US Added Fewer Jobs Than Expected in January, Boosting Case for Stimulus

The report will likely influence negotiations over U.S. President Biden’s $1.9 trillion stimulus package over the coming weeks.

AccessTimeIconFeb 5, 2021 at 1:53 p.m. UTC
Updated May 9, 2023 at 3:15 a.m. UTC

The U.S. added 49,000 jobs in January, fewer than the 105,000 expected, causing unemployment to fall from 6.7% to 6.3%.

The number of jobs added was a rebound from December's job loss of 277,000.

“In January, notable job gains in professional and business services and in both public and private education were offset by losses in leisure and hospitality, in retail trade, in health care, and in transportation and warehousing,” the U.S. Bureau of Labor Statistics report said. There are still 10.1 million unemployed, the BLS added. 

The labor force participation rate – the percentage of the American population that is either working or actively looking for work – ticked down slightly to 61.4% from 61.5% in the previous month's report.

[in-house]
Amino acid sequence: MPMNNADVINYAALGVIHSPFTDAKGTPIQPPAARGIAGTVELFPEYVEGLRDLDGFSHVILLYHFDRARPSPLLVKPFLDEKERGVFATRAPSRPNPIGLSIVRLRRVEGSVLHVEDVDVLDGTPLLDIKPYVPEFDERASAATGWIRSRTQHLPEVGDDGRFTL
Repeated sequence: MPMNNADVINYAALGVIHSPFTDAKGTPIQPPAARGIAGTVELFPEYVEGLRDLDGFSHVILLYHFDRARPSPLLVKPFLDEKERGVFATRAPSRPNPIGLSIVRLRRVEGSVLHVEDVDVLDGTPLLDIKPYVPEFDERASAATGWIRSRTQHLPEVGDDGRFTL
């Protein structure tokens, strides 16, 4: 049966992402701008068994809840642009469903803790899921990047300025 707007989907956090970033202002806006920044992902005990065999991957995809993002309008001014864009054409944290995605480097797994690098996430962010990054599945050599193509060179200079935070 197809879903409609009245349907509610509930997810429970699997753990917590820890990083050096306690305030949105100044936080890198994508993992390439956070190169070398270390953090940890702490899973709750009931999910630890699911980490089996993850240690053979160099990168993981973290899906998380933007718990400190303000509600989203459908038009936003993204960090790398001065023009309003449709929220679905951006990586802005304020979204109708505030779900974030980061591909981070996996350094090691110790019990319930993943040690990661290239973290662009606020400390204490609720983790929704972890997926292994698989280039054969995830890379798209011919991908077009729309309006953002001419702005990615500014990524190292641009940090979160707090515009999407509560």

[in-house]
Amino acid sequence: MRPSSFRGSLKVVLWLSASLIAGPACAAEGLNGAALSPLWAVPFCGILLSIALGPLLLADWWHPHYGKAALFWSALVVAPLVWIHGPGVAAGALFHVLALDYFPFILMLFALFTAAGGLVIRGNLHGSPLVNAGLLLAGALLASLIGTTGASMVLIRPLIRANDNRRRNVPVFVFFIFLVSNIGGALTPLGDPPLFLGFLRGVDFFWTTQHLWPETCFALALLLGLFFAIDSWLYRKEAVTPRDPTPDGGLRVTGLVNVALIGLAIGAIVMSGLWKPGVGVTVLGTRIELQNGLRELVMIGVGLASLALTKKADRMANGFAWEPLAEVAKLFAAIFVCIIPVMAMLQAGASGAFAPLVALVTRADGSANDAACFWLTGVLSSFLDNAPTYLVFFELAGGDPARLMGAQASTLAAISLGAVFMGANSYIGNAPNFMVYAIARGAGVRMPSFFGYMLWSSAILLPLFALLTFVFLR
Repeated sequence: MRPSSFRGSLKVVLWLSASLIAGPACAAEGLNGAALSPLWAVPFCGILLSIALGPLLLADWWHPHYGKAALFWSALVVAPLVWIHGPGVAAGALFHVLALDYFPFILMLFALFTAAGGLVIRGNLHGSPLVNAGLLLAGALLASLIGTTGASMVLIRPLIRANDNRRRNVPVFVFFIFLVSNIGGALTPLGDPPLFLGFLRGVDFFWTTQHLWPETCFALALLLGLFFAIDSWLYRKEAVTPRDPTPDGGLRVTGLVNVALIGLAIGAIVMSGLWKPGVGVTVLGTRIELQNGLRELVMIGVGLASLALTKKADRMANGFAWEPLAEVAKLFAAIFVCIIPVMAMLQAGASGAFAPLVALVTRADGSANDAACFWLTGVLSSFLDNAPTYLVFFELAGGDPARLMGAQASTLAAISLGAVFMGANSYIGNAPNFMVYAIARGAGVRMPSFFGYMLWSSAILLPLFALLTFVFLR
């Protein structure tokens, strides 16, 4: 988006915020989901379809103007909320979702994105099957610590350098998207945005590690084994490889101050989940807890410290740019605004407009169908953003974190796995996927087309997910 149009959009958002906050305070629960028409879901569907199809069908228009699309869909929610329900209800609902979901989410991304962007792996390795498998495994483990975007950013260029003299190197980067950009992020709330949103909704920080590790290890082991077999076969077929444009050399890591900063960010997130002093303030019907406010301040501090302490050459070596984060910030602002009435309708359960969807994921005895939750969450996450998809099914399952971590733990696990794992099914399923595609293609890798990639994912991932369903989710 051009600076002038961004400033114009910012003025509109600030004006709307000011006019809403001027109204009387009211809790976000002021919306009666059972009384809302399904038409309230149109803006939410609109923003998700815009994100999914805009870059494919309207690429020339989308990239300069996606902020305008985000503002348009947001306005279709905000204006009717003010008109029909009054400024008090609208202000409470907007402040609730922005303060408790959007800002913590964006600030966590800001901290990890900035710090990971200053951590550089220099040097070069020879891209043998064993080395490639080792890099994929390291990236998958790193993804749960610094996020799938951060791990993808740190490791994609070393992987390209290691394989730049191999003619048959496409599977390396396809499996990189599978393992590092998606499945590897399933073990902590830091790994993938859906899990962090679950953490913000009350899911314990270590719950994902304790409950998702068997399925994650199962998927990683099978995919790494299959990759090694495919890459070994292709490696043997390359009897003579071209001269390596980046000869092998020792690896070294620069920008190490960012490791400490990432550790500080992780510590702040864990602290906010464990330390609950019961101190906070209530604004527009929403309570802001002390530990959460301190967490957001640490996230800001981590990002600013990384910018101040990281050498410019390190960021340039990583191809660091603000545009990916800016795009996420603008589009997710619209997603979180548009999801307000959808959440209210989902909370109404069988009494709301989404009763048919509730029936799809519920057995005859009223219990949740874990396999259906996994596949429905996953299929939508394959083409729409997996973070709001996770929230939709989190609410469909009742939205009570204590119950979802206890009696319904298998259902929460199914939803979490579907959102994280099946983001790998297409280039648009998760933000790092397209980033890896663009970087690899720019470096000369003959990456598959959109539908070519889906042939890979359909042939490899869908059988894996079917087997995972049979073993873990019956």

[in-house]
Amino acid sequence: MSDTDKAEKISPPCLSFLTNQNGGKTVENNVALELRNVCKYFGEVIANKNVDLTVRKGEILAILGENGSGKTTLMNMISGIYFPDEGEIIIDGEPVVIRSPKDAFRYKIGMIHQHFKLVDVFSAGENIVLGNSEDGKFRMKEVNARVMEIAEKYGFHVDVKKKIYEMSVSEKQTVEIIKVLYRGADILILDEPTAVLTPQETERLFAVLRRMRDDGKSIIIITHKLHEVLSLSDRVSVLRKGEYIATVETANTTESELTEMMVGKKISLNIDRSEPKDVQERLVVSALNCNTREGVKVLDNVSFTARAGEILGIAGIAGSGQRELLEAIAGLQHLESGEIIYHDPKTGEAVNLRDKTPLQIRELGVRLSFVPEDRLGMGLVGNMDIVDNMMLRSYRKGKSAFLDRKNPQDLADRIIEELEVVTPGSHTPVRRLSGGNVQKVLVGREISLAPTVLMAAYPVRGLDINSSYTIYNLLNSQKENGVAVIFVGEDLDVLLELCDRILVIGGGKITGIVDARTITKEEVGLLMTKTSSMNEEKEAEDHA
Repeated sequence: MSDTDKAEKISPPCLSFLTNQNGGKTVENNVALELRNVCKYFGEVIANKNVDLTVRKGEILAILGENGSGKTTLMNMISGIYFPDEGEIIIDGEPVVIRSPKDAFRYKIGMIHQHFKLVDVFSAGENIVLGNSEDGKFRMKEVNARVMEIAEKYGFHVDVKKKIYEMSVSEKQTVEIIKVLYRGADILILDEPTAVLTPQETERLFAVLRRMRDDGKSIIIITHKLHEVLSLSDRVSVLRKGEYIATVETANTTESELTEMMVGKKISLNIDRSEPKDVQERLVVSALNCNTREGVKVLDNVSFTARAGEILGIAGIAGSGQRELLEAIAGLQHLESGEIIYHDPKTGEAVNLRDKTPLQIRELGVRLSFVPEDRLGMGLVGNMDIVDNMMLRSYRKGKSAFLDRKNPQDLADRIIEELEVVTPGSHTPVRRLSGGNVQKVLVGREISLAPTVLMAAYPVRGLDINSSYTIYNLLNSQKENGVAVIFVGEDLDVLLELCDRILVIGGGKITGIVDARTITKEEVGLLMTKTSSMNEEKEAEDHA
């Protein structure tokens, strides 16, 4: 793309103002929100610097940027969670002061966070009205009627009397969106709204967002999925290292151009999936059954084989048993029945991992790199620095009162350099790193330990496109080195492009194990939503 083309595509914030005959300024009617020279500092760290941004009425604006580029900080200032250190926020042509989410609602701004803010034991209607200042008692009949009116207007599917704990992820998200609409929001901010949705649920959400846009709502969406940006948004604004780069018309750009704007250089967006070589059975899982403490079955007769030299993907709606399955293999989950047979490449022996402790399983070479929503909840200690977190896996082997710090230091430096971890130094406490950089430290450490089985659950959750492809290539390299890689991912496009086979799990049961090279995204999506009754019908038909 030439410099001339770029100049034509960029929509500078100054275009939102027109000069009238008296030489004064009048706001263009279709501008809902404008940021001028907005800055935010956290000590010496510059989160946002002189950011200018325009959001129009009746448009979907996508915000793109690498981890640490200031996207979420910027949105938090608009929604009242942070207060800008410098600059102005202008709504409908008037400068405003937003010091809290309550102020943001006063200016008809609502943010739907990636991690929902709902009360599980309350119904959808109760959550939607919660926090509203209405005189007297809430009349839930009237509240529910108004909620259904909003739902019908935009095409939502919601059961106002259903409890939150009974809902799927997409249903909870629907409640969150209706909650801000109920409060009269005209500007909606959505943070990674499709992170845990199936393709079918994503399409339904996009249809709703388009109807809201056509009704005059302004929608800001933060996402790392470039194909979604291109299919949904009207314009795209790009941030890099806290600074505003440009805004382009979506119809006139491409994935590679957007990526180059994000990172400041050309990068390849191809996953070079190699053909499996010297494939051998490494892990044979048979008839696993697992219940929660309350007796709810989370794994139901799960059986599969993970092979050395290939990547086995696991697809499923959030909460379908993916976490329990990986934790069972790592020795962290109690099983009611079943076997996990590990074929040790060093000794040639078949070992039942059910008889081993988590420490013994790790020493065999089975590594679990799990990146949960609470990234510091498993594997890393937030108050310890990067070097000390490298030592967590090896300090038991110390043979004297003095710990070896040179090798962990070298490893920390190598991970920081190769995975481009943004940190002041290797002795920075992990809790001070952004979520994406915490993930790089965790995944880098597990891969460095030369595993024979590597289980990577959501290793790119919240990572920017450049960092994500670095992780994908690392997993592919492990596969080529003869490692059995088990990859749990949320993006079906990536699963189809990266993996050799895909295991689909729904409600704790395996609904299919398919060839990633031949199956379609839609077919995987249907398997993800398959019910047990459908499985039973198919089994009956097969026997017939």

The report will likely affect negotiations over U.S. President Joe Biden’s $1.9 trillion stimulus package in the coming months, said former Federal Reserve macroeconomist Claudia Sahm. The stimulus bill and future stimulus in the U.S. could have an upward effect on asset prices and may produce higher inflation in the world’s leading economy, giving bitcoin (BTC) a test as an inflation-hedge asset.

“The political spin on the employment report tomorrow will be intense,” Sahm said in an email on Thursday. “I do not expect the numbers to materially affect the relief negotiations. The debate is about whether $1.9 trillion is too big or not. One month of data from the Bureau of Labor Statistics will not be decisive. But you will hear politicians pull numbers that suit their cause.”


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